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Atom packing.  The balls on a billiard table, when set, are arranged as a close-packed layer, as in Figure 2(a).  The atoms of many metals pack in this way, forming layers that are far more extensive.  There is no way to pack atoms more closely than this, so this particular arrangement is called “close packed”.  Atomic structures are close packed not just in 2 dimensions but in 3.  Surprisingly, there are two ways to do this.  The depressions where three atoms meet in the first layer, layer A, allow the closest nesting for a second layer, B.  A third layer can be added such that its atoms are exactly above those in the first layer, so that it, too, is in the A orientation, and the sequence repeated to give a crystal with ABABAB…stacking, as in Figure 2 (b); it is called close packed hexagonal, or cph (or sometimes hcp) for short.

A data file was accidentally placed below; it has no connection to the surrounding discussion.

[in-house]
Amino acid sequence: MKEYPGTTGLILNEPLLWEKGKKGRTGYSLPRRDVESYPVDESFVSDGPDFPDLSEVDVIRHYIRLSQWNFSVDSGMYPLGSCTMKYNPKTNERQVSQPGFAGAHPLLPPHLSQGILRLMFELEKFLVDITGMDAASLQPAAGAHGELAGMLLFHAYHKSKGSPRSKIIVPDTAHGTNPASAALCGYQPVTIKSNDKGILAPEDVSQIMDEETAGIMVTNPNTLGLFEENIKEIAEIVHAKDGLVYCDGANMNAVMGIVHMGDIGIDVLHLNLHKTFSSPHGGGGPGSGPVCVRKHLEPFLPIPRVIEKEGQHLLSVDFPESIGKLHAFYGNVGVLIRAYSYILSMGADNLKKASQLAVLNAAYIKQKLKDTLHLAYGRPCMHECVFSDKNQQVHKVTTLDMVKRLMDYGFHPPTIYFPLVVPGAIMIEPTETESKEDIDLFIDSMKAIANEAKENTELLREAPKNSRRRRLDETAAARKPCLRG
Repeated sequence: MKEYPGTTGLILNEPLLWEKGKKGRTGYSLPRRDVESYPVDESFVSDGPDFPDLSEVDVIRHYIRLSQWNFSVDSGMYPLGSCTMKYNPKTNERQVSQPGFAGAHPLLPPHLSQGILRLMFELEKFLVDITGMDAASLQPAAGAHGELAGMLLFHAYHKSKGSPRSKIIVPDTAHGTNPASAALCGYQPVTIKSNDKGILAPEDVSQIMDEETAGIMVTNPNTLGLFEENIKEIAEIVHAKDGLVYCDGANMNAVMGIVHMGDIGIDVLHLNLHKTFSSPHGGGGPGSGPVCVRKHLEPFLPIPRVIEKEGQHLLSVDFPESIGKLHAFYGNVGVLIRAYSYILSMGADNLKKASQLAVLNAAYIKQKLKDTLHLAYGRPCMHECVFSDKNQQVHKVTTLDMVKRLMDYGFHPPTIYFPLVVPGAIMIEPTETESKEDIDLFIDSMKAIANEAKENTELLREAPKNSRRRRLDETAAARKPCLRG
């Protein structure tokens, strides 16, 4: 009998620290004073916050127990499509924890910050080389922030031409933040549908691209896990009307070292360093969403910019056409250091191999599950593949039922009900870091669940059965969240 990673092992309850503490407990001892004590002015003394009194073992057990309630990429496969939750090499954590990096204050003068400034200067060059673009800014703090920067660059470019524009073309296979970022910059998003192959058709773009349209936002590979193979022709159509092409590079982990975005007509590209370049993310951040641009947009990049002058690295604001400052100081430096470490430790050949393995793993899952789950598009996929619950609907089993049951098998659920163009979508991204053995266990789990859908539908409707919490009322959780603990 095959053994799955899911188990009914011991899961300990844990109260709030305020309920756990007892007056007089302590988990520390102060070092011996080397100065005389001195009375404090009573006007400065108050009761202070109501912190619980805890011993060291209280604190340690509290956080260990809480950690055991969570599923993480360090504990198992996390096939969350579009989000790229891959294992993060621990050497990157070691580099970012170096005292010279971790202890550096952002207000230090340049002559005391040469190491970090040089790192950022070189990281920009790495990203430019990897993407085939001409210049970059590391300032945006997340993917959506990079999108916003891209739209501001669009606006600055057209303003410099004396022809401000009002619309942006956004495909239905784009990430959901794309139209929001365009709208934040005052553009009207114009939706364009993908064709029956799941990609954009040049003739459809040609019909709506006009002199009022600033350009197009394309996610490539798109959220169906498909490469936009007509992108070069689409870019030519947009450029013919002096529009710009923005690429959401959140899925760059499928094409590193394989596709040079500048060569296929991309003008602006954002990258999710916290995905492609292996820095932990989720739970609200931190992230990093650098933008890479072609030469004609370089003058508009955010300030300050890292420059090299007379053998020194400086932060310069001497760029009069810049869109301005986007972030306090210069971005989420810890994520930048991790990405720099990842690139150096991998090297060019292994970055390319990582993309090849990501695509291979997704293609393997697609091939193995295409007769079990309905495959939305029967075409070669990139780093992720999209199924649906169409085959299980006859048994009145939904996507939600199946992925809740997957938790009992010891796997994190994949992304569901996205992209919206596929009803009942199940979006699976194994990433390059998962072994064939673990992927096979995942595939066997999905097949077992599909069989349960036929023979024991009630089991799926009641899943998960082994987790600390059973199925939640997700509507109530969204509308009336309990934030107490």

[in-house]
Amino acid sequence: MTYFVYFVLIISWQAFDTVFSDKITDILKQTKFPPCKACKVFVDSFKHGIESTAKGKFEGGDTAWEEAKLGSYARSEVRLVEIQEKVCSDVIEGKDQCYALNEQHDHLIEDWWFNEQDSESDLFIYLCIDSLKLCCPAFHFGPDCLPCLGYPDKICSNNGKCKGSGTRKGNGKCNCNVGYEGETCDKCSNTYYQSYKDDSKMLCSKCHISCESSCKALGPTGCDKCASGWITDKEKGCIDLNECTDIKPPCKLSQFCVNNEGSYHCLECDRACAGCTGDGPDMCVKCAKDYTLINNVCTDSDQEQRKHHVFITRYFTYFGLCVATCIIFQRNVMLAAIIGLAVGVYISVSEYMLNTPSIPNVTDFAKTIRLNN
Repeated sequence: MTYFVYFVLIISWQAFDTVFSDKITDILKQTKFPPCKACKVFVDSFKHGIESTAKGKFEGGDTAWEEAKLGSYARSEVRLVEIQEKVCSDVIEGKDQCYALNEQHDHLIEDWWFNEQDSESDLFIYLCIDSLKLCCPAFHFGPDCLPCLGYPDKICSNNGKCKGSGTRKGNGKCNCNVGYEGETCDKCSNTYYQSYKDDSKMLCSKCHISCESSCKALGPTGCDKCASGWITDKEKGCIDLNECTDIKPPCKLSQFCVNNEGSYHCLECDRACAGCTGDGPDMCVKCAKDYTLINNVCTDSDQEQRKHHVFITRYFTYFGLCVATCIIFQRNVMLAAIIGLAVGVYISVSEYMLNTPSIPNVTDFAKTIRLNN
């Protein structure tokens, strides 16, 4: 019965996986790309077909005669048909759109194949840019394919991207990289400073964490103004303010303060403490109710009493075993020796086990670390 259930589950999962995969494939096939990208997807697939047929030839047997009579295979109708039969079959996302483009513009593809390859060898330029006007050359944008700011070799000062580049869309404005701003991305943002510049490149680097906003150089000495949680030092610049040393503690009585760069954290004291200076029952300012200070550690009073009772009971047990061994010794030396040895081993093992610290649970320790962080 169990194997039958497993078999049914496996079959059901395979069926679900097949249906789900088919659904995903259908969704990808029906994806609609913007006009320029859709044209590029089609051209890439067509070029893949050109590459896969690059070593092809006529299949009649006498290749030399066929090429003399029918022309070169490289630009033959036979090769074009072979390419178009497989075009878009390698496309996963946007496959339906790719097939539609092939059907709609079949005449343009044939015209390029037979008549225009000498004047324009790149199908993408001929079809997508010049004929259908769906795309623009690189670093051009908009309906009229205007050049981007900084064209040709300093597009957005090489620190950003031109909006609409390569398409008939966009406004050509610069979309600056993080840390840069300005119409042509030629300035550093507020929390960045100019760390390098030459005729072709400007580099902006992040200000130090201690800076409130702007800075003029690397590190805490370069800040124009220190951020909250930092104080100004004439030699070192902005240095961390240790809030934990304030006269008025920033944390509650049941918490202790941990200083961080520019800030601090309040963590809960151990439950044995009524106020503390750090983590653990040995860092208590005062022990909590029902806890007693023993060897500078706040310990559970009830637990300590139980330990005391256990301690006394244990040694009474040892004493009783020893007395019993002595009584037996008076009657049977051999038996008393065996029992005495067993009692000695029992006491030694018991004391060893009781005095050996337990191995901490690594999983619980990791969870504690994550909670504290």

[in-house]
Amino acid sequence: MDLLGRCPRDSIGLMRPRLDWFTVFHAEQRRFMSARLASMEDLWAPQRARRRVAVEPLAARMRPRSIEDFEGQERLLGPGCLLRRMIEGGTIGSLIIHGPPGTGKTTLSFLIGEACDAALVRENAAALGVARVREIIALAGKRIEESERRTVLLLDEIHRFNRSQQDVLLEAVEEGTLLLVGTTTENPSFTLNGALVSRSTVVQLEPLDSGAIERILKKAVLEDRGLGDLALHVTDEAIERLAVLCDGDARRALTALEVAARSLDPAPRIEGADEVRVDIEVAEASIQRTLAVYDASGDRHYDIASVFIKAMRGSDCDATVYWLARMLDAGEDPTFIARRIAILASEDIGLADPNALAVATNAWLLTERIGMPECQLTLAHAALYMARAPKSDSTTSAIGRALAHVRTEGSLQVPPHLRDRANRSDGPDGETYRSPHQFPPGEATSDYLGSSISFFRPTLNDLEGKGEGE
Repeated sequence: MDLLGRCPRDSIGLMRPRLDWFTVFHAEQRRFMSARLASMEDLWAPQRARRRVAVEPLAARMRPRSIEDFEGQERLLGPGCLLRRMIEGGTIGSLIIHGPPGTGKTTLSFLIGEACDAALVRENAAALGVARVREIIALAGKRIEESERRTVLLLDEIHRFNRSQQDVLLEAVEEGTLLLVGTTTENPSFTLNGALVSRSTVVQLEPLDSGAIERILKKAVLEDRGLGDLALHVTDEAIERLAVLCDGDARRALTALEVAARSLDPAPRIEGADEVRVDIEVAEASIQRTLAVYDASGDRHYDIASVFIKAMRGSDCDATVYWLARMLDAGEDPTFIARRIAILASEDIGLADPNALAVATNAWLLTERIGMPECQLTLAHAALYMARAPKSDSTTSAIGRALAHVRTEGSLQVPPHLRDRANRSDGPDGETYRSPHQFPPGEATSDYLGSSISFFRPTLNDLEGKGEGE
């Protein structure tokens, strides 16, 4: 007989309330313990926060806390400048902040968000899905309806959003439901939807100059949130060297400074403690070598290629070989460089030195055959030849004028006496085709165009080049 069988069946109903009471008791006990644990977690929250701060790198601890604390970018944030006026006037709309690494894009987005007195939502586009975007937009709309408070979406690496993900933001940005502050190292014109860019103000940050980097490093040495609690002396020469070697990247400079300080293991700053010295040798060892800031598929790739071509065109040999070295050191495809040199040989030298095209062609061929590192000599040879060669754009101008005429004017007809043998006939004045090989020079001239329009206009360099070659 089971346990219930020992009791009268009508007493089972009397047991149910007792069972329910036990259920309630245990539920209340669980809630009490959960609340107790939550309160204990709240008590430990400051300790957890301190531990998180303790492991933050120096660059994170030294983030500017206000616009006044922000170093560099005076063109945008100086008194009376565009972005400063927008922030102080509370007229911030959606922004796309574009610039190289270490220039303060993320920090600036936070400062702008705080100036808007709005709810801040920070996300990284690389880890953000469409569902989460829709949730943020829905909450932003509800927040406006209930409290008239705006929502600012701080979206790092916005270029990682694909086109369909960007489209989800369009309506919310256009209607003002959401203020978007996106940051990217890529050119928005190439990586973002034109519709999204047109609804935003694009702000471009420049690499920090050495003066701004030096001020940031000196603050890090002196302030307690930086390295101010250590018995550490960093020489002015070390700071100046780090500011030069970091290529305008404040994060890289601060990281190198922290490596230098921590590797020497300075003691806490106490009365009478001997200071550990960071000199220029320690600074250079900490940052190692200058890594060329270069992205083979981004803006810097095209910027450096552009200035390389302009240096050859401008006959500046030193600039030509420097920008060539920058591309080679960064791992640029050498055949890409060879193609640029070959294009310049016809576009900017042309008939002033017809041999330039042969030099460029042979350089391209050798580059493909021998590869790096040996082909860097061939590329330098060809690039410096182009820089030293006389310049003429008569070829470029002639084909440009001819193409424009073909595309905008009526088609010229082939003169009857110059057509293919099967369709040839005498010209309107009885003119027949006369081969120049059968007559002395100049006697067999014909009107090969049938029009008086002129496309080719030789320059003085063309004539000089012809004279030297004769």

There is also an alternative.  In placing the second layer, layer B, there are two choices of position.  If the third layer, C, is nested onto B so that it lies in the alternative position, the stacking becomes (on repeating) ABCABCABC….as shown at (c) in the figure;  it is called face-centered cubic or fcc for short.  Many metals, such as copper, silver, aluminum, and nickel, have the fcc structure; many others, such as magnesium, zinc, and titanium have the cph structure.  The two alternative structures have exactly the same packing fraction, 0.74, meaning that the spheres occupy 74% of the available space.